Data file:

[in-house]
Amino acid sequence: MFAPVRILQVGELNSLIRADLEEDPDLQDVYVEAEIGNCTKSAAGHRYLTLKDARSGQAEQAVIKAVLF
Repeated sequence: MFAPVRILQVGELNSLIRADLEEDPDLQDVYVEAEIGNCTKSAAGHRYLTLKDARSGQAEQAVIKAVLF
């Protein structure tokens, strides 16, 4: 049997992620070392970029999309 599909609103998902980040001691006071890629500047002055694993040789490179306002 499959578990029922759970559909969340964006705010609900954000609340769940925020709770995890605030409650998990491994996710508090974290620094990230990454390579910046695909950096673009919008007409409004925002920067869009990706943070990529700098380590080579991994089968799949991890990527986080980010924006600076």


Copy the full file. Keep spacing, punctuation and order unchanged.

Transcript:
[in-house]
Amino acid sequence: MFAPVRILQVGELNSLIRADLEEDPDLQDVYVEAEIGNCTKSAAGHRYLTLKDARSGQAEQAVIKAVLF
Repeated sequence: MFAPVRILQVGELNSLIRADLEEDPDLQDVYVEAEIGNCTKSAAGHRYLTLKDARSGQAEQAVIKAVLF
């Protein structure tokens, strides 16, 4: 049997992620070392970029999309 599909609103998902980040001691006071890629500047002055694993040789490179306002 499959578990029922759970559909969340964006705010609900954000609340769940925020709770995890605030409650998990491994996710508090974290620094990230990454390579910046695909950096673009919008007409409004925002920067869009990706943070990529700098380590080579991994089968799949991890990527986080980010924006600076």